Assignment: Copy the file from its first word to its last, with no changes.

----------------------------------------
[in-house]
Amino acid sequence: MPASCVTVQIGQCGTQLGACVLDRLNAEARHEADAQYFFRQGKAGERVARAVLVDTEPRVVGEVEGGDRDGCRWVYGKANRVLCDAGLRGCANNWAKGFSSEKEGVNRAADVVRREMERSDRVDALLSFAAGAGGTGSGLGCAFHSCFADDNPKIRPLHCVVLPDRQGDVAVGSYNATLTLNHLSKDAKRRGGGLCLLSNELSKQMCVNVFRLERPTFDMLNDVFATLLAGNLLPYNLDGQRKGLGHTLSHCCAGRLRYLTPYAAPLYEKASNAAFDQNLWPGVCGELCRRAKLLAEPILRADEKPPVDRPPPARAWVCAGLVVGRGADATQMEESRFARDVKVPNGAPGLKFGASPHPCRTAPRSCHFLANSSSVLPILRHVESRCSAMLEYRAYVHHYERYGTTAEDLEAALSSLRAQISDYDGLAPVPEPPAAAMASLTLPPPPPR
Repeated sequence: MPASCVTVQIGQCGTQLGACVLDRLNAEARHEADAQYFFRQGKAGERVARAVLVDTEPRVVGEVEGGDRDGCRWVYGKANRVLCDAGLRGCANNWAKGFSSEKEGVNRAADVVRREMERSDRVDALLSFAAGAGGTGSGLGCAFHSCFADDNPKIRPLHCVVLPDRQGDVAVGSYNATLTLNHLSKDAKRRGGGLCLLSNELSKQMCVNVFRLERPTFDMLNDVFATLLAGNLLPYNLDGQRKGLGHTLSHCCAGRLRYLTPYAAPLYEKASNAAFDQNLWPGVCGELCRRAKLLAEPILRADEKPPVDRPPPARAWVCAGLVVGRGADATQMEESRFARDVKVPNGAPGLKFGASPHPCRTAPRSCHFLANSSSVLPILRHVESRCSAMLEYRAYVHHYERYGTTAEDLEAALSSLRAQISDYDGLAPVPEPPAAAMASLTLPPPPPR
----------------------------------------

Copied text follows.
[in-house]
Amino acid sequence: MPASCVTVQIGQCGTQLGACVLDRLNAEARHEADAQYFFRQGKAGERVARAVLVDTEPRVVGEVEGGDRDGCRWVYGKANRVLCDAGLRGCANNWAKGFSSEKEGVNRAADVVRREMERSDRVDALLSFAAGAGGTGSGLGCAFHSCFADDNPKIRPLHCVVLPDRQGDVAVGSYNATLTLNHLSKDAKRRGGGLCLLSNELSKQMCVNVFRLERPTFDMLNDVFATLLAGNLLPYNLDGQRKGLGHTLSHCCAGRLRYLTPYAAPLYEKASNAAFDQNLWPGVCGELCRRAKLLAEPILRADEKPPVDRPPPARAWVCAGLVVGRGADATQMEESRFARDVKVPNGAPGLKFGASPHPCRTAPRSCHFLANSSSVLPILRHVESRCSAMLEYRAYVHHYERYGTTAEDLEAALSSLRAQISDYDGLAPVPEPPAAAMASLTLPPPPPR
Repeated sequence: MPASCVTVQIGQCGTQLGACVLDRLNAEARHEADAQYFFRQGKAGERVARAVLVDTEPRVVGEVEGGDRDGCRWVYGKANRVLCDAGLRGCANNWAKGFSSEKEGVNRAADVVRREMERSDRVDALLSFAAGAGGTGSGLGCAFHSCFADDNPKIRPLHCVVLPDRQGDVAVGSYNATLTLNHLSKDAKRRGGGLCLLSNELSKQMCVNVFRLERPTFDMLNDVFATLLAGNLLPYNLDGQRKGLGHTLSHCCAGRLRYLTPYAAPLYEKASNAAFDQNLWPGVCGELCRRAKLLAEPILRADEKPPVDRPPPARAWVCAGLVVGRGADATQMEESRFARDVKVPNGAPGLKFGASPHPCRTAPRSCHFLANSSSVLPILRHVESRCSAMLEYRAYVHHYERYGTTAEDLEAALSSLRAQISDYDGLAPVPEPPAAAMASLTLPPPPPR